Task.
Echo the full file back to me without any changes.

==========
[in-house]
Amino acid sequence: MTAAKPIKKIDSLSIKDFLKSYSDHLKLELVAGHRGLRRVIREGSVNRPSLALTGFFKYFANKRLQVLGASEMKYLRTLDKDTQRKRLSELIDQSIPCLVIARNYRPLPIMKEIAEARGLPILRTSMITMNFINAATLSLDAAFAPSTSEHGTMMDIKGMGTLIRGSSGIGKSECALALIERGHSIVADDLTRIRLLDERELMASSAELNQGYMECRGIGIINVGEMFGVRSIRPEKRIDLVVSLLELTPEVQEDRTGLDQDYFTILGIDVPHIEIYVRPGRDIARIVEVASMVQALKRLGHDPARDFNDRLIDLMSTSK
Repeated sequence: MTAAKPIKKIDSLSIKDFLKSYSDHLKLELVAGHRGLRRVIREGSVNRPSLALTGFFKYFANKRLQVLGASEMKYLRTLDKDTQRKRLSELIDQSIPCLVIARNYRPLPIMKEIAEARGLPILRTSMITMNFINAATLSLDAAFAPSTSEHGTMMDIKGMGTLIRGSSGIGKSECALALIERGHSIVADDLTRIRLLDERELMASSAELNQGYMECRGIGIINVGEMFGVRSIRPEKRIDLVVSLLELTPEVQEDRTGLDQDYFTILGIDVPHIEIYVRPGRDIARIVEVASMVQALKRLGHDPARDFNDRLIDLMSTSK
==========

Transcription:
[in-house]
Amino acid sequence: MTAAKPIKKIDSLSIKDFLKSYSDHLKLELVAGHRGLRRVIREGSVNRPSLALTGFFKYFANKRLQVLGASEMKYLRTLDKDTQRKRLSELIDQSIPCLVIARNYRPLPIMKEIAEARGLPILRTSMITMNFINAATLSLDAAFAPSTSEHGTMMDIKGMGTLIRGSSGIGKSECALALIERGHSIVADDLTRIRLLDERELMASSAELNQGYMECRGIGIINVGEMFGVRSIRPEKRIDLVVSLLELTPEVQEDRTGLDQDYFTILGIDVPHIEIYVRPGRDIARIVEVASMVQALKRLGHDPARDFNDRLIDLMSTSK
Repeated sequence: MTAAKPIKKIDSLSIKDFLKSYSDHLKLELVAGHRGLRRVIREGSVNRPSLALTGFFKYFANKRLQVLGASEMKYLRTLDKDTQRKRLSELIDQSIPCLVIARNYRPLPIMKEIAEARGLPILRTSMITMNFINAATLSLDAAFAPSTSEHGTMMDIKGMGTLIRGSSGIGKSECALALIERGHSIVADDLTRIRLLDERELMASSAELNQGYMECRGIGIINVGEMFGVRSIRPEKRIDLVVSLLELTPEVQEDRTGLDQDYFTILGIDVPHIEIYVRPGRDIARIVEVASMVQALKRLGHDPARDFNDRLIDLMSTSK